Navigating the complexities of a revocable living trust can present numerous challenges. When it comes to naming a successor trustee, not just anyone can take on this important role. The trustee must be confident that the individual can handle not only the responsibilities but also the time commitment. Upon your death or mental incapacity, the successor trustee assumes control.
Specific duties include the following:
- Locating and protecting trust assets
- Identifying if probate is necessary
- Valuing assets and appraising real estate and business-related interests
- Paying debts and any income or estate tax liabilities
- Filing income and estate tax returns
- Paying ongoing expenses throughout the life of the trust
- Ongoing investment and management of trust assets for beneficiaries
Naming backup trustees is equally vital if the first person named refuses or cannot take on the role. Any and all candidates should be made aware of their possible selection to see if they are willing to serve.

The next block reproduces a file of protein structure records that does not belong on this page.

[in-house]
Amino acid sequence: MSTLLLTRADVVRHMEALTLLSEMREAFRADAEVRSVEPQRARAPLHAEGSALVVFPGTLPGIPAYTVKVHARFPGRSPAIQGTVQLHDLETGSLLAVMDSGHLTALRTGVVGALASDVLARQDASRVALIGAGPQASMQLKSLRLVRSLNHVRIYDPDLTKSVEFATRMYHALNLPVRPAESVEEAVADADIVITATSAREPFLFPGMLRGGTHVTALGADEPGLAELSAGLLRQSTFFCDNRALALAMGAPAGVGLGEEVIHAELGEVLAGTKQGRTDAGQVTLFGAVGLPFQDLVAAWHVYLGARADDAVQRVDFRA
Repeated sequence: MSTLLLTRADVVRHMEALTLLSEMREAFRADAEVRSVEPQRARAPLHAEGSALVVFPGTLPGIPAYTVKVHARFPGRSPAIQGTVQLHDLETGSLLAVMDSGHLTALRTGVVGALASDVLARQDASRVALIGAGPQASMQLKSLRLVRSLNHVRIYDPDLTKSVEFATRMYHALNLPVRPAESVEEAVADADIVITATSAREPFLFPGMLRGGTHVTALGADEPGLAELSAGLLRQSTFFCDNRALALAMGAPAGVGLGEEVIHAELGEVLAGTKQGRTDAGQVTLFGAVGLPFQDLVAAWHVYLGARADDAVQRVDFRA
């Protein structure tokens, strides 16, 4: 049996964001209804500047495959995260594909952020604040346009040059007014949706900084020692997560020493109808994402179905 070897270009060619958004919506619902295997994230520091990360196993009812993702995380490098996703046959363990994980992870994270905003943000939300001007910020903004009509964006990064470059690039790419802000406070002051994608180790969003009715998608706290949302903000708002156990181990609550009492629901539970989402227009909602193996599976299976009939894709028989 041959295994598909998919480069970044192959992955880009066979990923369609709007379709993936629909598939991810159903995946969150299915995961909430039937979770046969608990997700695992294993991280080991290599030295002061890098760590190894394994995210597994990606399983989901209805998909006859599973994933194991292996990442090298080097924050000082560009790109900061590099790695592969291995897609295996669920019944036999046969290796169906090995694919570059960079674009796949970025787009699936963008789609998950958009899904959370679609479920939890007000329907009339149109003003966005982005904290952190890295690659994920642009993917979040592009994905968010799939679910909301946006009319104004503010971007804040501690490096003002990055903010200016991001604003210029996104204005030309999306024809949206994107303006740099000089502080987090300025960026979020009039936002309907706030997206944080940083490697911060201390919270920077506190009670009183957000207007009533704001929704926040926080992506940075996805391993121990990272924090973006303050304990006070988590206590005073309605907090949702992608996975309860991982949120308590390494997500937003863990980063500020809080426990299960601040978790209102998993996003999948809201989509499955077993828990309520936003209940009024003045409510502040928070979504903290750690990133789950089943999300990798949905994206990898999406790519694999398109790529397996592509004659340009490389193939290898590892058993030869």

The Responsibilities of a Successor Trustee
Once formally appointed, the successor trustee either settles or continues to administer the trust. Everything that the individual does must abide by the language of the formation documents. The job could be as simple as transferring all assets and property to beneficiaries and closing the trust.
More complicated trusts involve minor children. Providing money for their care is paramount. Proper management over time by the successor trustee could generate sufficient income for all who will financially benefit from the trust. When children reach a certain age – usually specified in the documents – they can receive their inheritances.
Taking on a vital role that impacts the lives of others is not something to handle alone. An experienced probate attorney can ensure that everything done on behalf of beneficiaries adheres to current laws.